I feel like I should be stirring a cauldron at this point. Or meeting with others in some dark building with one naked bulb overhead.
Two different forces are at work just now. One is following the words, a bit like the children following the Pied Piper. (I’m hoping for one of the friendly versions of the story where the children get to come back afterwards.)
You don’t know where you are going, but the tune is irresistible, and so you follow it, even through gaps in rocks, and away from what you know.
The other force is structure. That sounds like a contradiction when I write it – one thing moving, the other stable. But structure in story can still shift – in fact, it often does, in the way of good detective stories.
You are given a structure that makes sense of what you know so far. Then you drop a nail into the machine of the story, and suddenly it starts moving things in a different way.
Some of this shift is coming from writing a few chapters and being unsure where to go next. You can follow the trail, but you may doubt the way ahead. So sometimes you look back at where you’ve come from, hoping for some patterns, some idea of where you go next.
I am finding myself thinking about structure in stories quite a bit just now. It might be in story arcs in an ongoing TV series. It might be spotting narrative patterns in books, switching back and forth between now, recent past, distant past, and so on.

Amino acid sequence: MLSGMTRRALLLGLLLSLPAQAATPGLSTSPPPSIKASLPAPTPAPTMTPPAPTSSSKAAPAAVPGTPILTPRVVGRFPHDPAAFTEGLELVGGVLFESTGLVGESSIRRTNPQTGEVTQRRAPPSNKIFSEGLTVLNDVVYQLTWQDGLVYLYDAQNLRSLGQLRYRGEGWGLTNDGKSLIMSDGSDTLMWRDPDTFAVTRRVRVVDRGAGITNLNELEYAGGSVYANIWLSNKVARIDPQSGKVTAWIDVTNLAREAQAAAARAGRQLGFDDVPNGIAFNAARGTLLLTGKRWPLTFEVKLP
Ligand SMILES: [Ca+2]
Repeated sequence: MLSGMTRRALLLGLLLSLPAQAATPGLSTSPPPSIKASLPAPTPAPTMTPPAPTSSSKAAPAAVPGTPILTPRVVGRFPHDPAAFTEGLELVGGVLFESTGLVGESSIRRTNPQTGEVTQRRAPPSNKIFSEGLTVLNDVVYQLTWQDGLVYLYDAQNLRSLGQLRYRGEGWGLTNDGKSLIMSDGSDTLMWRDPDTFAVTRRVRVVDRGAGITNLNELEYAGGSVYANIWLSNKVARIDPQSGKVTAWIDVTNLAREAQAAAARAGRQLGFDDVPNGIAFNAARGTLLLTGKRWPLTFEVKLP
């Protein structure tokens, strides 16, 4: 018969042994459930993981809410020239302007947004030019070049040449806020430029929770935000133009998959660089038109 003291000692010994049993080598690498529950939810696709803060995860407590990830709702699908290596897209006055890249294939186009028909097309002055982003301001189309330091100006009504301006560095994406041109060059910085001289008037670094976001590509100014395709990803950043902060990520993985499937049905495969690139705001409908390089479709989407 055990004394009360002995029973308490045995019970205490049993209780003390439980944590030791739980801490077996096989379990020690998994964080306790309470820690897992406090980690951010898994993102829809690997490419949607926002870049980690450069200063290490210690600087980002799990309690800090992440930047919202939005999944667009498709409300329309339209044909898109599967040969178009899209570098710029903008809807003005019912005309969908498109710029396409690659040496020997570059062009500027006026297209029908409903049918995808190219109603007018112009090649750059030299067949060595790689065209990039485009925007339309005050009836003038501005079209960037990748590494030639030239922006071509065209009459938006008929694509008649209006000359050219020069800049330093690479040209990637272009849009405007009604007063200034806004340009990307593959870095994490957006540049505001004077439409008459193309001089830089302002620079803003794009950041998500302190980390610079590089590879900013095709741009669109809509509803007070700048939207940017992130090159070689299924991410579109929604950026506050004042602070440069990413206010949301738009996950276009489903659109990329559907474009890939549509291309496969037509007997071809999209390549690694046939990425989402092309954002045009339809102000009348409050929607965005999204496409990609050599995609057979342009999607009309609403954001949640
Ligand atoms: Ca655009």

I am reminded that you need both. J K Rowling famously had the character of Harry Potter wander into her head – but she also spent much time working out the universe in which he operated, what was possible, what wasn’t.
We read and write and watch stories partly because we are hoping for structure. We want things to make sense, one way or another, even if they follow a crazy path to get there.
I visited Coventry Cathedral one time. When you walk in the door, towards the altar, the windows fan back behind you. There is light, but you don’t see out of them.
But when you turn and look back the way you come, you see the windows clearly. The angle of them means that now you can see what is on them. You can read the story.
The explanation for the way the building was built has often come back to me. Sometimes the story only makes sense after the event.
Right now, I have two separate stories building. I have followed my nose for both of them so far. Now I am finding myself looking back at what I have written, trying to sense the patterns.
Where are the gaps? Where are the bits that ring true most? Is my storyline consistent? How old is this character when they do a certain thing?
Once you pass through the chink in the rock, following your story, you come across foothills. There are many of them. You are unsure how many, which way you’ve come, which way you are going.
Little by little, you map them. You put signal flares on top of some, to light your way. You stand at the top and light the torch, and see a new valley that you haven’t yet explored.
And so you move into the valley, hoping to pick up the sound of the piper’s tune once more.